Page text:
• Loading and unloading times at each point: an optimization of these zones can be carried out if it is estimated that the times are too long. For example, if the loop lasts 4 hours for 5 vendors and each time we have 30mn loading, it must be reduced. The loading and unloading times must last at most 20% of the total time.
  • Legal daily driving time.
  • Constitution of the loads: compatible product, respect of the safety conditions, quality of the products…
  • The opening times of the suppliers.

This work allows to develop the product loading plan and validate the circuit of the Milkrun loop.

3. Selection of carriers

As a result of the study, one must in partnership with the purchases, initiate actions to select the carrier. We realize the specifications which specify:

  • The Tour circuit.
  • The Tour schedule.
  • Advance/delay tolerance.
  • The disposal of the products in the truck.

Once the estimates are received, the level of profitability of the implementation of the Milkrun is calculated.

4. Supplier information

The information of the suppliers concerned by the Milkrun project is carried out in two time:

  • Inform each supplier by a joint purchase and logistics note of the implementation of the project.
  • Invite to a meeting of information and presentation, all the suppliers involved in the project, the logistic provider and the stakeholders of your company.

At this information meeting, the following elements will be addressed:

  • The Milkrun concept.
  • The objectives of the project.
  • The organizational scheme of the project.
  • The validation of the logistical parameters considered.
  • The logistical specifications Milkrun.
  • The validation of the dates of passing of the suppliers and the start of the Milkrun.

5. Signing of contracts

The whole issue is to ensure that the different players accept the new rules and will be able to adapt to the constraints of Milkrun and production.

6. Training

It is only then that we start training. In particular, for personnel dedicated to loading and unloading, it will be necessary to ensure that the standards are known and shared between the suppliers and the carrier.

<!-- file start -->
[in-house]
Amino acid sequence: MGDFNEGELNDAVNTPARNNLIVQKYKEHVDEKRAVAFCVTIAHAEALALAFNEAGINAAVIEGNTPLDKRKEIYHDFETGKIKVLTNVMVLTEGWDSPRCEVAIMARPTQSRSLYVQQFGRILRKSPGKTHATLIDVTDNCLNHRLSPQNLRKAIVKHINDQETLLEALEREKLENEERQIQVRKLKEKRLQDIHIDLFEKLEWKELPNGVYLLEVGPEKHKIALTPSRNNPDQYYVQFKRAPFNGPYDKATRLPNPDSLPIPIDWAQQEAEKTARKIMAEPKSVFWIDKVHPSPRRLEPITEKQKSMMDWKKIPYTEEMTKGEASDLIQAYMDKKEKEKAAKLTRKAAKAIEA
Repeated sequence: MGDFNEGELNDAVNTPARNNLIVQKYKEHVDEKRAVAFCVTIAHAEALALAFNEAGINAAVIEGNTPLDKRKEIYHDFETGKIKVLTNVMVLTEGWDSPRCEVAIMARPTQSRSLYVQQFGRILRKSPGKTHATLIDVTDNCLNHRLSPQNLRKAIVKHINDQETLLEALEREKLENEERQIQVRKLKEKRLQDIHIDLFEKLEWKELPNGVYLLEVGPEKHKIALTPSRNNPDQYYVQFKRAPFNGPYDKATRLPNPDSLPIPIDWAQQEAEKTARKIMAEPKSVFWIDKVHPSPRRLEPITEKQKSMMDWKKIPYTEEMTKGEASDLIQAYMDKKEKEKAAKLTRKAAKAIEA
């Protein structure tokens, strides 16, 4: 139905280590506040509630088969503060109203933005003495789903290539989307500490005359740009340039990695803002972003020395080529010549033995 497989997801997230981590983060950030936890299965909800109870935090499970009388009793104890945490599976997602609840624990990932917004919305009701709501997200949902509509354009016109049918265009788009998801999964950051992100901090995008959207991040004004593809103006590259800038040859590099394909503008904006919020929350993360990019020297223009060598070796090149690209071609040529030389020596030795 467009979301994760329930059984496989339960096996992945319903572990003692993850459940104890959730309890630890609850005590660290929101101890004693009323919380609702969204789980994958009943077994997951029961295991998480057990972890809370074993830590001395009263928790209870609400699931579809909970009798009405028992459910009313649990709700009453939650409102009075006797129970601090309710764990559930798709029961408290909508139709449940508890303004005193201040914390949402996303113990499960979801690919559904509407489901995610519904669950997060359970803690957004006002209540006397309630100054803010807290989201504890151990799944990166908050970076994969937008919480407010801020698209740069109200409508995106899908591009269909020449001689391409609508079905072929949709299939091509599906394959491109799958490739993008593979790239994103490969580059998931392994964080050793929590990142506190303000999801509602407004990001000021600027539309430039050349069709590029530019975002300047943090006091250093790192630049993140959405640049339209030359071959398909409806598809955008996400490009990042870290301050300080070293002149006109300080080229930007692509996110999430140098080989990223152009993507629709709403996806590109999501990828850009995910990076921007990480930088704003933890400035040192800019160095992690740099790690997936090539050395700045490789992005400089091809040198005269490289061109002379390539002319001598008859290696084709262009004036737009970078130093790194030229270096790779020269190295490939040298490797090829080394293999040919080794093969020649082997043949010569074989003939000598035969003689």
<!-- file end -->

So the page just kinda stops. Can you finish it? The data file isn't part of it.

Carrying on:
But also, it must be the different planning teams that need to be trained. These must now work together to produce in a system with less stock. The teams of the client company must communicate the production schedule early enough and the supplier teams must be sufficiently responsive to implement this schedule.

7. Testing and implementation

Before official launch a test phase must be carried out. This can be done in several stages where we will test successively the phases of loading/unloading, the loading plan, the planning and communication processes, the road times… The challenge is to consolidate the project and validate all the calculations of the previous phases.

Once the boot is formalized, the device will have to be controlled for a few weeks to freeze the characteristics of the circuit. During this observation period, any identified incident will be traced back to the project manager for analysis and adjustment. At the end of this period, a point will be made with the carrier, for final validation of the circuit. If the reassembled elements question the bases of the device, the point will be extended to the suppliers for repositioning the device.

To go further

In the search for maximum optimization, one can go so far as to design specific trucks for the products with a delivery directly on production line, thus avoiding a stock store.

Source

1 – L. Ye (2005) – The implementation Milk run project in Shanghai GM

2 – G. S. Brar, G. Sain (2011) – Milkrun Logistics: Literature Review and direction

3 – N. R. Padmanabha, B. S. Ajitkumar, S. Dhake (2007) – Implementation of Milkrun logistics system in an auto component manufacturing plant

4 – N. Toshinori, H. Katsuhiko, H. Masataka (2010) – Milk-run logistics by Japanese automobile manufacturers in Thailand

5-K. Suzuki, T. Higashino, K. Yasumoto, K. El-Faisal (2008) – Formal techniques for networked and distributed systems

M. Baudin (2004) – Lean Logistics: The nuts and bolts of delivering materials and goods

D. Gyulai, A. Pfeiffer, T. Sobottka, J. Vancza (2013) – Milkrun Vehicle routing approach for shop-floor logistics

D. Patel, M. B. Patel (2013) – Design and development of an internal milk run material supply chain system in automotive industry

G. S. Brar, G. Sain (2011) – Milk Run Logistics: Literature Review and Directions

J. Shah (2009) – Supply Chain Management

L. Zhang, Z. Hou, X. Qiu (2012) – Third Party logistics in Chinese automotive industry

T. Meethet, M. Lohatepanont (2007) – Vehicle routing in Milkrun operations